While a lack of direction, as well as the absence of any conclusion, pervades the memoir, its saving grace is that Klosterman never pretends his narrative is anything more than it is. His unpretentious, self-deprecatory tone and willingness to admit his faults as a memoirist—and as a person—gives it a sort of charm, and makes him a relatable and entertaining narrator, with plenty of humor and wit to move the story along.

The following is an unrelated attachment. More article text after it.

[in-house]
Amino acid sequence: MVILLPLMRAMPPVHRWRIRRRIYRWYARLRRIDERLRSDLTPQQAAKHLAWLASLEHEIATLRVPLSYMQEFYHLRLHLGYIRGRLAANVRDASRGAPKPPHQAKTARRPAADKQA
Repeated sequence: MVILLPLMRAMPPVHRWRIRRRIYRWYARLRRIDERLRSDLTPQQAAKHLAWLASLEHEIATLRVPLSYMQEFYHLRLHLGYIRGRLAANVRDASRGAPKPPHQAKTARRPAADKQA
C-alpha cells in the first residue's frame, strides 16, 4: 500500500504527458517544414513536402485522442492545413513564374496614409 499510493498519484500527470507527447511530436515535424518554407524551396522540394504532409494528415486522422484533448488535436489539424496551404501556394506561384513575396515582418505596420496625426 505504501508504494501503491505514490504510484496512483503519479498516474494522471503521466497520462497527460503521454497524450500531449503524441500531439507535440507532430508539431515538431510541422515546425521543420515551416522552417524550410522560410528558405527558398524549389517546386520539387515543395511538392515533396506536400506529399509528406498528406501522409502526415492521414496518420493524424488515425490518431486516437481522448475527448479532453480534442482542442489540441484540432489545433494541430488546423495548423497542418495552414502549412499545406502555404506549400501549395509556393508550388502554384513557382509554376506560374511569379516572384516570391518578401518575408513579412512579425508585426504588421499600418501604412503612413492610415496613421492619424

In short, don’t go looking for any profound insight on life, death, and rock’n’roll; just for a steady 256 pages of travel, philosophizing, and an endless sea of pop culture references. For those wanting more, Klosterman is also the author of the nonfiction book Fargo Rock City: A Heavy Metal Odyssey in Rural North Dakota; a collection of essays entitled Sex, Drugs and Cocoa Puffs: A Low Culture Manifesto; and two novels, Downtown Owl and The Visible Man; to name a few.